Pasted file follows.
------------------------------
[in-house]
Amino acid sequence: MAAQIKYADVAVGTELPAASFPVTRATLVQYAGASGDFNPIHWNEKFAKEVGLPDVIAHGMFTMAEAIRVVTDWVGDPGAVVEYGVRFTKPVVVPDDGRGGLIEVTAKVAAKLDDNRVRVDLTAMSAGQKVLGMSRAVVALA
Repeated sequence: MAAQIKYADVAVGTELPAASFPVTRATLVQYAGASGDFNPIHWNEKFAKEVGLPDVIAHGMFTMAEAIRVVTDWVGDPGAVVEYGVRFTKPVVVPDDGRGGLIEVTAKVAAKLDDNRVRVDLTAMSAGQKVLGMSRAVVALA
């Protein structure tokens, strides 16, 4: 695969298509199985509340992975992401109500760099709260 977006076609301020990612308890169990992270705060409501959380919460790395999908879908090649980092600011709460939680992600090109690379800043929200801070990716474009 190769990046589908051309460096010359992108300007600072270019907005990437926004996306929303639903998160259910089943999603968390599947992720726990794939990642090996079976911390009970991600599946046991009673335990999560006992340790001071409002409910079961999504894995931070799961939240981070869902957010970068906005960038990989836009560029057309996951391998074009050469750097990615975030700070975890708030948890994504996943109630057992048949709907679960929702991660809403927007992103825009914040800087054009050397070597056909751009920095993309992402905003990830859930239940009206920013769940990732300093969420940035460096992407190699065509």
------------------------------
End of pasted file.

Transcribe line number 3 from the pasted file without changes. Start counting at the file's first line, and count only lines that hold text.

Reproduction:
Repeated sequence: MAAQIKYADVAVGTELPAASFPVTRATLVQYAGASGDFNPIHWNEKFAKEVGLPDVIAHGMFTMAEAIRVVTDWVGDPGAVVEYGVRFTKPVVVPDDGRGGLIEVTAKVAAKLDDNRVRVDLTAMSAGQKVLGMSRAVVALA